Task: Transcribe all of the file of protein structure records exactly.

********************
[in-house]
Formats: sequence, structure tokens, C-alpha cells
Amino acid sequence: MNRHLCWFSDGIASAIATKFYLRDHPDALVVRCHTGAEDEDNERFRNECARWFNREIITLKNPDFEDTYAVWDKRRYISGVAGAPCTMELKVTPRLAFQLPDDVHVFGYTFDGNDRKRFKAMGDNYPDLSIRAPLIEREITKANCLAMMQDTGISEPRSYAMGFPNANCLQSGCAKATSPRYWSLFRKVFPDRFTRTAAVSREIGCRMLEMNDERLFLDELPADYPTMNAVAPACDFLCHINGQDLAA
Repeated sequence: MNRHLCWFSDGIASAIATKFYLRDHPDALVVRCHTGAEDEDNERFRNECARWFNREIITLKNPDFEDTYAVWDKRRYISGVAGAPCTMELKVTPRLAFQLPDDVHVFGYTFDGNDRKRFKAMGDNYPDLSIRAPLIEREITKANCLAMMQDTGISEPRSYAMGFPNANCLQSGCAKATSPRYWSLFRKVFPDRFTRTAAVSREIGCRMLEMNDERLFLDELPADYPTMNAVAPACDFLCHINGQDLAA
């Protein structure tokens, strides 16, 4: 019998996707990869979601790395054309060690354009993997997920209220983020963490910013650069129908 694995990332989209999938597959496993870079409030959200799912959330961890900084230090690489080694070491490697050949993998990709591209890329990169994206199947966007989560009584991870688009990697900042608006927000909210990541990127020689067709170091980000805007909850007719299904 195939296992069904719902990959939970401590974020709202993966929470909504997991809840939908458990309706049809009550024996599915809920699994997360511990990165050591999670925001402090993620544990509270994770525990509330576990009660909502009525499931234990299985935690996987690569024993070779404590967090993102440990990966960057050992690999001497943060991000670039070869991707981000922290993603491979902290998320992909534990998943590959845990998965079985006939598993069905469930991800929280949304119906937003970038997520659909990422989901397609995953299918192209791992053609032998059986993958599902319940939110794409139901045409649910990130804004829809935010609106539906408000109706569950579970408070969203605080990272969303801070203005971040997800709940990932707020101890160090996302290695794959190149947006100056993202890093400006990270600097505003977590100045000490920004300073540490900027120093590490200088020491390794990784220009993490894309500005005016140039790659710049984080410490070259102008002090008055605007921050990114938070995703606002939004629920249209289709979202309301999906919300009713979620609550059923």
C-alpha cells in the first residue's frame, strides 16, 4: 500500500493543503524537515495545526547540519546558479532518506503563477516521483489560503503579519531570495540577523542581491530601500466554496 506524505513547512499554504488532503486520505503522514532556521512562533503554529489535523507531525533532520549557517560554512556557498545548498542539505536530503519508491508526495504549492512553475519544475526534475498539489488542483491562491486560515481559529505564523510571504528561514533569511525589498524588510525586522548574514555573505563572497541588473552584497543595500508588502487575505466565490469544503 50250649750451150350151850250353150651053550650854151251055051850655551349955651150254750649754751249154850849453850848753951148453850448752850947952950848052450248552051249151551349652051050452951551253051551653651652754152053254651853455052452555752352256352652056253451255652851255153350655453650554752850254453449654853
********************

[in-house]
Formats: sequence, structure tokens, C-alpha cells
Amino acid sequence: MNRHLCWFSDGIASAIATKFYLRDHPDALVVRCHTGAEDEDNERFRNECARWFNREIITLKNPDFEDTYAVWDKRRYISGVAGAPCTMELKVTPRLAFQLPDDVHVFGYTFDGNDRKRFKAMGDNYPDLSIRAPLIEREITKANCLAMMQDTGISEPRSYAMGFPNANCLQSGCAKATSPRYWSLFRKVFPDRFTRTAAVSREIGCRMLEMNDERLFLDELPADYPTMNAVAPACDFLCHINGQDLAA
Repeated sequence: MNRHLCWFSDGIASAIATKFYLRDHPDALVVRCHTGAEDEDNERFRNECARWFNREIITLKNPDFEDTYAVWDKRRYISGVAGAPCTMELKVTPRLAFQLPDDVHVFGYTFDGNDRKRFKAMGDNYPDLSIRAPLIEREITKANCLAMMQDTGISEPRSYAMGFPNANCLQSGCAKATSPRYWSLFRKVFPDRFTRTAAVSREIGCRMLEMNDERLFLDELPADYPTMNAVAPACDFLCHINGQDLAA
């Protein structure tokens, strides 16, 4: 019998996707990869979601790395054309060690354009993997997920209220983020963490910013650069129908 694995990332989209999938597959496993870079409030959200799912959330961890900084230090690489080694070491490697050949993998990709591209890329990169994206199947966007989560009584991870688009990697900042608006927000909210990541990127020689067709170091980000805007909850007719299904 195939296992069904719902990959939970401590974020709202993966929470909504997991809840939908458990309706049809009550024996599915809920699994997360511990990165050591999670925001402090993620544990509270994770525990509330576990009660909502009525499931234990299985935690996987690569024993070779404590967090993102440990990966960057050992690999001497943060991000670039070869991707981000922290993603491979902290998320992909534990998943590959845990998965079985006939598993069905469930991800929280949304119906937003970038997520659909990422989901397609995953299918192209791992053609032998059986993958599902319940939110794409139901045409649910990130804004829809935010609106539906408000109706569950579970408070969203605080990272969303801070203005971040997800709940990932707020101890160090996302290695794959190149947006100056993202890093400006990270600097505003977590100045000490920004300073540490900027120093590490200088020491390794990784220009993490894309500005005016140039790659710049984080410490070259102008002090008055605007921050990114938070995703606002939004629920249209289709979202309301999906919300009713979620609550059923």
C-alpha cells in the first residue's frame, strides 16, 4: 500500500493543503524537515495545526547540519546558479532518506503563477516521483489560503503579519531570495540577523542581491530601500466554496 506524505513547512499554504488532503486520505503522514532556521512562533503554529489535523507531525533532520549557517560554512556557498545548498542539505536530503519508491508526495504549492512553475519544475526534475498539489488542483491562491486560515481559529505564523510571504528561514533569511525589498524588510525586522548574514555573505563572497541588473552584497543595500508588502487575505466565490469544503 50250649750451150350151850250353150651053550650854151251055051850655551349955651150254750649754751249154850849453850848753951148453850448752850947952950848052450248552051249151551349652051050452951551253051551653651652754152053254651853455052452555752352256352652056253451255652851255153350655453650554752850254453449654853